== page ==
Tensions between Israel and Hizbullah have been high for a long time, also due to the disagreement on gas drilling in the formerly disputed waters. In the days before the Israeli government ratified the treaty, there was a heated debate in Israel about the drilling and its role in regional tensions.
“The agreements have very broad support among Israel’s security establishment and they have stabilized a potentially very tense situation on Israel’s northern border. A reversal on Israel’s position on that would be potentially destabilizing,” said Dr. Toby Greene, a lecturer in the Political Studies Department at Bar-Ilan University.
Opponents have raised concern that profits Lebanon would make from potential gas discoveries will be used to fund Hizbullah’s activities against Israel.
Unnamed Israeli defense officials were quoted in local media saying that the deal is beneficial for Israel and would help deflate tensions in the region. It will be difficult for Netanyahu to ignore this.
“There is no strong motivation on Netanyahu’s part to create an escalatory situation on Israel’s northern border,” Greene said.
According to Sabel, the commercial agreements stemming from the demarcation deal regarding drilling in the area are still to be signed. This is where a Netanyahu government could show its dismay.
“He could make the signing of these agreements more difficult,” Sabel explained. “But this could make problems for Israel, which according to the agreement has rights in the gas field which is partly in Lebanon’s border. However, the border which was determined in the agreement cannot be changed.”
“If Israel would withdraw from the agreement, this would be a violation. Israel doesn’t normally violate international agreements,” Sabel added.
The Netanyahu government which will likely be sworn in in the coming weeks is expected to be one of the most right-wing, nationalist coalitions to lead the country. As results became evident, Israel’s international allies have called out the expected coalition. It is likely that Netanyahu will be under scrutiny regarding his next government’s policies toward the Palestinians and other contentious issues.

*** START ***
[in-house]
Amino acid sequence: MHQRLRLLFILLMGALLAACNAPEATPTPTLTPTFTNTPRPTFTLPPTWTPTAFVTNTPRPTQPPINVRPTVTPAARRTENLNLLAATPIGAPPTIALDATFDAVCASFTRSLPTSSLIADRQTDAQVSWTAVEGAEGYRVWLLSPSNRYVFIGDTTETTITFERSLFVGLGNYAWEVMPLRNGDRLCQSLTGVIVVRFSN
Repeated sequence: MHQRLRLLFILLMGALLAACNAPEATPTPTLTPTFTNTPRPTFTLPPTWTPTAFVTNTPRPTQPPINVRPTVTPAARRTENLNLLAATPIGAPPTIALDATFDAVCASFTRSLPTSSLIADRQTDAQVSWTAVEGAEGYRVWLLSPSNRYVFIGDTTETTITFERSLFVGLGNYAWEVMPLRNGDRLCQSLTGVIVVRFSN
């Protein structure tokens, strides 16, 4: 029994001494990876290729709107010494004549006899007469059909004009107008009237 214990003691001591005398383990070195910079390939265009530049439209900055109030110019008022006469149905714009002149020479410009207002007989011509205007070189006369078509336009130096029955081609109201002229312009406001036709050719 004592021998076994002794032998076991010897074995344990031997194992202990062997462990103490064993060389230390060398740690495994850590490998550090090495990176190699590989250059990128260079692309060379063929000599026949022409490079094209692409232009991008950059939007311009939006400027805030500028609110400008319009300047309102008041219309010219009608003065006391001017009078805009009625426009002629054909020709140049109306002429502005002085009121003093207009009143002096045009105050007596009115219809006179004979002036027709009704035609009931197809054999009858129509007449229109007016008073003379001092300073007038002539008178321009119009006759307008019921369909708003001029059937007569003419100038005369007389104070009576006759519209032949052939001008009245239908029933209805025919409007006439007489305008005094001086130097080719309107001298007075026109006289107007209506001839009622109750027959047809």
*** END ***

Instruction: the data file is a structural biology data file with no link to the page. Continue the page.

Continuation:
“Since the US was involved, it would mean a dispute with the US and it is highly unlikely that any government in Israel would want to enter such a dispute,” Sabel said.
Alongside the US, France also was deeply involved in the negotiations with Lebanon.
If Israel would withdraw from the agreement, this would be a violation. Israel doesn’t normally violate international agreements.
A seasoned statesman, Netanyahu will be sure to choose his battles in the international arena carefully.
“The US is heavily invested in the agreement and very proud of it … as is France,” said Greene. “Netanyahu already faces challenges in terms of Israel’s international relations because many of Israel’s western allies will be concerned about the role of the far-right in the new coalition. He will not be looking for a confrontation with the US or European states.”
When the agreement was inked last week, no one knew Netanyahu was on his way to a political comeback. Poised to be the leader of a far-right government, Israel’s longest-serving prime minister is certain to be cautious regarding the deal in order to avoid confrontation with his allies.
The agreement is expected to benefit the Israeli economy, which will receive a certain percentage of Lebanese profits from gas extraction. Together with the security benefits of stabilization, Netanyahu is not expected to walk away from the agreement.